2 political prisoners convicted of trumped-up charges

Former peasant organizer Lilia Bucatcat (Contributed photo)

“It is infuriating that the Duterte government wrongfully convicts activists and human rights advocates while the government forces behind human rights violations are parading free.”


MANILA – Seventy-three-year old Lilia Bucatcat was walking her dog along Marikina River Banks on March 9, 2017 when elements of the Criminal Investigation and Detection Group-National Capital Region arrested her without a warrant.

More than two years later, Bucatcat, a former peasant organizer in Samar, was convicted of frustrated homicide. On July 3, the Regional Trial Court, Branch 30 in Basey, Samar sentenced Bucatcat to a minimum of four to a maximum of eight years of imprisonment. Other charges filed against her including frustrated murder and robbery were dismissed.

Cristina Palabay, Secretary General of human rights alliance Karapatan, condemned the decision.

“Time and again, we are confronted with cases that expose the flaws and double standard of the country’s justice system. The elderly are not exempt in the government’s vindictive campaign against activists, even as Bucatcat has already retired from organizing work and was spending time with her family when she was arrested,” Palabay said.

Another political prisoner, Billy Morado, was convicted on June 28 of illegal possession of firearms and explosives. Branch 128 of the Regional Trial Court in Caloocan City promulgated its decision in the case of Felimon Tuba, Jr. and Morado. Tuba was acquitted but Morado was sentenced to six years to eight years of imprisonment.

“It is infuriating that the Duterte government wrongfully convicts activists and human rights advocates while the government forces behind human rights violations are parading free,” Palabay said, referring to the recent acquittal of military generals involved in the illegal arrest of the health workers collectively called as the “Morong 43” in 2010.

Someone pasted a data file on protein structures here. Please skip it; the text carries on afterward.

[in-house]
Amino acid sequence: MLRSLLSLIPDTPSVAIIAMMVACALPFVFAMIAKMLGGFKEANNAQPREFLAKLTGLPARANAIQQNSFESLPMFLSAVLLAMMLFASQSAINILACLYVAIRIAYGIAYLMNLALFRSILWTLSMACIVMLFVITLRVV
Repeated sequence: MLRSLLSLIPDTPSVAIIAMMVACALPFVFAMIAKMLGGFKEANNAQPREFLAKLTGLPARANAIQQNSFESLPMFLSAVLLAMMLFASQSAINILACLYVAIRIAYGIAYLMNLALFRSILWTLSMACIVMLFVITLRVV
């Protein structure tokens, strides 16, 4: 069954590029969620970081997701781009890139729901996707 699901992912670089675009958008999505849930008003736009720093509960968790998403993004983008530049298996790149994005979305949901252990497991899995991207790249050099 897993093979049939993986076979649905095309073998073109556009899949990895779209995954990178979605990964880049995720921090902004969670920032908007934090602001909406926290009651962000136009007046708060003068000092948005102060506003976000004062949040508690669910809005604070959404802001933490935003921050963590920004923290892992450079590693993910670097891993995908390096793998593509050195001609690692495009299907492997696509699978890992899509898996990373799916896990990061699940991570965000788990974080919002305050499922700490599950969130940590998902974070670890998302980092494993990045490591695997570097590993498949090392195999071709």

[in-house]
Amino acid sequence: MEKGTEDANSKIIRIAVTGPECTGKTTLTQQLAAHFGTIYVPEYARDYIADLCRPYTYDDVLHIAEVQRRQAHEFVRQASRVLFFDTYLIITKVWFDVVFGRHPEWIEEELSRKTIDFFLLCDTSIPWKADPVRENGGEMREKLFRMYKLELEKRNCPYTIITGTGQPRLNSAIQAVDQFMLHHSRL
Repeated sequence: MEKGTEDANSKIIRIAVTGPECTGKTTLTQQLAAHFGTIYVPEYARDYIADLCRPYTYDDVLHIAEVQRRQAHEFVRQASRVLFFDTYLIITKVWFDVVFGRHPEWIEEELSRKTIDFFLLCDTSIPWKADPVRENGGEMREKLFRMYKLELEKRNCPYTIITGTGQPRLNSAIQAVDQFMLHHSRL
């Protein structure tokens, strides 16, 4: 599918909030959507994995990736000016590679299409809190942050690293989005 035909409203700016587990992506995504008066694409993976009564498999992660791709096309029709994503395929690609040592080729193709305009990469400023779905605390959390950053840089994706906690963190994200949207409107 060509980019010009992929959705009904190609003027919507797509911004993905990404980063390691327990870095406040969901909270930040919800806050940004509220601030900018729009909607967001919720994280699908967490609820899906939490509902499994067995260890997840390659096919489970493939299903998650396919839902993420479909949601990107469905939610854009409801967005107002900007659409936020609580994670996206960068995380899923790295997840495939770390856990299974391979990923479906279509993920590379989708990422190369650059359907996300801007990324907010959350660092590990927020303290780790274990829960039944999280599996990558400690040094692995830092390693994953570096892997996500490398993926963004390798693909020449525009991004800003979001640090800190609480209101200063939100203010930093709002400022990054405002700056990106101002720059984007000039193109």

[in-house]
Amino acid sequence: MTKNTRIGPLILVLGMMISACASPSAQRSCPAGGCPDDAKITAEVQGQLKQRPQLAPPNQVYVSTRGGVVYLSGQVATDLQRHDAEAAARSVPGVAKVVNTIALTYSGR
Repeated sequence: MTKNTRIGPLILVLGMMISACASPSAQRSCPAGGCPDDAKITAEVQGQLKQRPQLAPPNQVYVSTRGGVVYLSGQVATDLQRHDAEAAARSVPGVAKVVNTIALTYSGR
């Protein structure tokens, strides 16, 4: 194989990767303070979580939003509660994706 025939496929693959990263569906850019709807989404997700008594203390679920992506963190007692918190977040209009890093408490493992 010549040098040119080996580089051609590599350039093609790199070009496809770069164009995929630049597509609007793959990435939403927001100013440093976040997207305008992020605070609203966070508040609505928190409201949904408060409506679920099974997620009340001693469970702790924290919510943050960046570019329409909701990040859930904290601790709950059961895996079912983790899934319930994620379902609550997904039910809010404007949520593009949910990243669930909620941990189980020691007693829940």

Palabay said there was also no warrant presented during the arrest of Morado and Tuba. Karapatan said CIDG forced their way inside their residence in search of firearms but found none. The CIDG instead took a handful of belongings, including a motorbike, blood pressure equipment, brand new laptop and watch, cell phones, and cash. All of these were never returned, according to Karapatan.

“If there are criminals worthy of conviction in this scenario, it is none other than the police who violated the rights of both Tuba and Morada, and planted evidence in their belongings,” Palabay said.

“Contrast this with the way this government handled the cases of Imelda Marcos and Gloria Arroyo, and we see a clear picture of injustice and doling out of political favors,” Palabay added.

Data gathered by Karapatan shows there are now a total of 545 political prisoners in the country, of whom 288 were arrested under the Duterte regime.

Early this month, Maoj Maga, a trade unionist was also convicted of illegal possession of firearms.

Karapatan maintained that the arrest and detention of activists are are all part of a systematic policy to jail and silence critics, in line with the Inter-Agency Committee on Legal Action (IACLA) and government’s counterinsurgency program.

Amid the conviction of political prisoners, Karapatan vowed to continuously demand immediate release of those imprisoned over groundless accusations, planted evidence, perjured testimonies and trumped-up charges.

“There is a structure of impunity that jails the innocent and the critics, and frees the criminals. This government has actively perpetuated a culture of gross impunity. There is no justice for the families and victims of rights violations under Duterte’s leadership, only impunity and continuing injustice,” Palabay added.

The group called on the public to join the relatives of political prisoners along with various groups and human rights advocates on July 22, the fourth State of the Nation Address of President Duterte and call for the release of all political detainees. (https://www.bulatlat.com)

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